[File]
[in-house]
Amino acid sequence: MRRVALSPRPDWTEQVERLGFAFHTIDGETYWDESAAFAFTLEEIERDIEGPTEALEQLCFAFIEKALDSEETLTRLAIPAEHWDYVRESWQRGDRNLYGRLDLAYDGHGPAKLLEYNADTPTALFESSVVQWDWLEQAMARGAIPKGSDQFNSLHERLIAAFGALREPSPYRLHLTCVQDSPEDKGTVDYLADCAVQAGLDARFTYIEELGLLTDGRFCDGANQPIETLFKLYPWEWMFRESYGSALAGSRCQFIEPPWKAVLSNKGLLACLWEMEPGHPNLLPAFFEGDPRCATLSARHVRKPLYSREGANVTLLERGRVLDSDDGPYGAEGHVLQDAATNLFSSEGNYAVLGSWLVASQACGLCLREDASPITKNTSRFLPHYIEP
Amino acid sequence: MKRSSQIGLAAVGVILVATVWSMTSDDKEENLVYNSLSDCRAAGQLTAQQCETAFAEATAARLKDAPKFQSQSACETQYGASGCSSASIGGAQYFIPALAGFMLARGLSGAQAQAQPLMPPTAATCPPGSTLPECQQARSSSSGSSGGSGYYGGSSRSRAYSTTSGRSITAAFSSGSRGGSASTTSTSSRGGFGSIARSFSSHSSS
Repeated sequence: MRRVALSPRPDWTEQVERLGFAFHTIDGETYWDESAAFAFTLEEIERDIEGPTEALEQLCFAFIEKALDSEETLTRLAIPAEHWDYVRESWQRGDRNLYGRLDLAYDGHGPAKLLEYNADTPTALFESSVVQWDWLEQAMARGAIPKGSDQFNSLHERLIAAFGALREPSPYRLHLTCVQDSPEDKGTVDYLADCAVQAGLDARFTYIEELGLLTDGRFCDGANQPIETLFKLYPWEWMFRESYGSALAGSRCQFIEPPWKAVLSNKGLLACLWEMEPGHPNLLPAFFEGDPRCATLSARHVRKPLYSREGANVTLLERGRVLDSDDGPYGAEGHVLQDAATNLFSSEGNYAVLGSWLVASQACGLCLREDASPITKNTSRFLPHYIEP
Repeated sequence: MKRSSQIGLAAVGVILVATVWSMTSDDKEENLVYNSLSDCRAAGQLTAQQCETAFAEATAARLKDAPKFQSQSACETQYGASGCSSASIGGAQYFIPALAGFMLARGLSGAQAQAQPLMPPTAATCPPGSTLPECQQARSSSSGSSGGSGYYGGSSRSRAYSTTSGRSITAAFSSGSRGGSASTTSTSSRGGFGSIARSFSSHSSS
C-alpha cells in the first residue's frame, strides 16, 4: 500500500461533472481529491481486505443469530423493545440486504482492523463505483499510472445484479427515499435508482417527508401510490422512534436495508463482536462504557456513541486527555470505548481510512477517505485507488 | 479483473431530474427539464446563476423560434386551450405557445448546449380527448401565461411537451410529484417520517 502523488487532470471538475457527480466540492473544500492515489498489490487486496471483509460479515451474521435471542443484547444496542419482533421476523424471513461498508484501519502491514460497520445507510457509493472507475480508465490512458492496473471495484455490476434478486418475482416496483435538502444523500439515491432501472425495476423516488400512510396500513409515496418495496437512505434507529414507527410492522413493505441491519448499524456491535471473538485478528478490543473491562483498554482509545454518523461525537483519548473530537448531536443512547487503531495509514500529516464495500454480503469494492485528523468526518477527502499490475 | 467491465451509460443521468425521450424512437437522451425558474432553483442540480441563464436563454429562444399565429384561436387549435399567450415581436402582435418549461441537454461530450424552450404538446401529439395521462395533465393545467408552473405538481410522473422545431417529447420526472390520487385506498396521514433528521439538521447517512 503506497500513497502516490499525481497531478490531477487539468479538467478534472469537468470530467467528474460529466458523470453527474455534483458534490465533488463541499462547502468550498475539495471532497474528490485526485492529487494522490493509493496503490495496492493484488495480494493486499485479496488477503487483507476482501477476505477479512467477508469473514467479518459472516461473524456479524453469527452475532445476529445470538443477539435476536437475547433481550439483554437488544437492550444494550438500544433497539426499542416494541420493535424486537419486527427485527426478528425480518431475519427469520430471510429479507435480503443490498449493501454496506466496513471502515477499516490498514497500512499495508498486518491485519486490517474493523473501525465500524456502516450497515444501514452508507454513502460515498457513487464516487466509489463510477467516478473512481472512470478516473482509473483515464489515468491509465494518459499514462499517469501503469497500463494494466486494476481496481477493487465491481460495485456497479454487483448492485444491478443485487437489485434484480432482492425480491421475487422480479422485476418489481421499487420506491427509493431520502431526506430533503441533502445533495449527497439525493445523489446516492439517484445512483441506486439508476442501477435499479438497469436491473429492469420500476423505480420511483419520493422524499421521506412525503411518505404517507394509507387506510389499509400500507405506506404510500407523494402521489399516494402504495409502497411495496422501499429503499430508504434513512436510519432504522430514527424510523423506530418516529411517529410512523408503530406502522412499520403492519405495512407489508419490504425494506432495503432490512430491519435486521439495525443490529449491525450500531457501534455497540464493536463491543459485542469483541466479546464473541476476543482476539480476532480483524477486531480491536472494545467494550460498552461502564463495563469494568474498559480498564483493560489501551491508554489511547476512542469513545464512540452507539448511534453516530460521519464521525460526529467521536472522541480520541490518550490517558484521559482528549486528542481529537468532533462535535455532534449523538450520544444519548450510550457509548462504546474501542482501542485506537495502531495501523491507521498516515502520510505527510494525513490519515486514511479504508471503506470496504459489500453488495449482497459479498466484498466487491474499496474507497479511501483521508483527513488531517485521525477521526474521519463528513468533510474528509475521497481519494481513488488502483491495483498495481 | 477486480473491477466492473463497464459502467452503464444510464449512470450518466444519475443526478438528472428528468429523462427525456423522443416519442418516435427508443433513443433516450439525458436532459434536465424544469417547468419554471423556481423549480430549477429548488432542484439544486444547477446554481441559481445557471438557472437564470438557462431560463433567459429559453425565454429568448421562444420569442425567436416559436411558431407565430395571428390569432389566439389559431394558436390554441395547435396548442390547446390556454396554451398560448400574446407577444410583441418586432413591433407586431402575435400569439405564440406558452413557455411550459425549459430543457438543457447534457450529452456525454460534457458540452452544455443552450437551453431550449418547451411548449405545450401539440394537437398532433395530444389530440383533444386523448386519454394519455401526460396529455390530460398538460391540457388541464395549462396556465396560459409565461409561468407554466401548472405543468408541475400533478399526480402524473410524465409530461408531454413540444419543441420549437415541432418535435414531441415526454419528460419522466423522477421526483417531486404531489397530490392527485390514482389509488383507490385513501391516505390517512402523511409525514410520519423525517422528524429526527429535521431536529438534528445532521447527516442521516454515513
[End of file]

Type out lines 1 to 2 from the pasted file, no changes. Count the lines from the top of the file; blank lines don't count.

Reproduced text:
[in-house]
Amino acid sequence: MRRVALSPRPDWTEQVERLGFAFHTIDGETYWDESAAFAFTLEEIERDIEGPTEALEQLCFAFIEKALDSEETLTRLAIPAEHWDYVRESWQRGDRNLYGRLDLAYDGHGPAKLLEYNADTPTALFESSVVQWDWLEQAMARGAIPKGSDQFNSLHERLIAAFGALREPSPYRLHLTCVQDSPEDKGTVDYLADCAVQAGLDARFTYIEELGLLTDGRFCDGANQPIETLFKLYPWEWMFRESYGSALAGSRCQFIEPPWKAVLSNKGLLACLWEMEPGHPNLLPAFFEGDPRCATLSARHVRKPLYSREGANVTLLERGRVLDSDDGPYGAEGHVLQDAATNLFSSEGNYAVLGSWLVASQACGLCLREDASPITKNTSRFLPHYIEP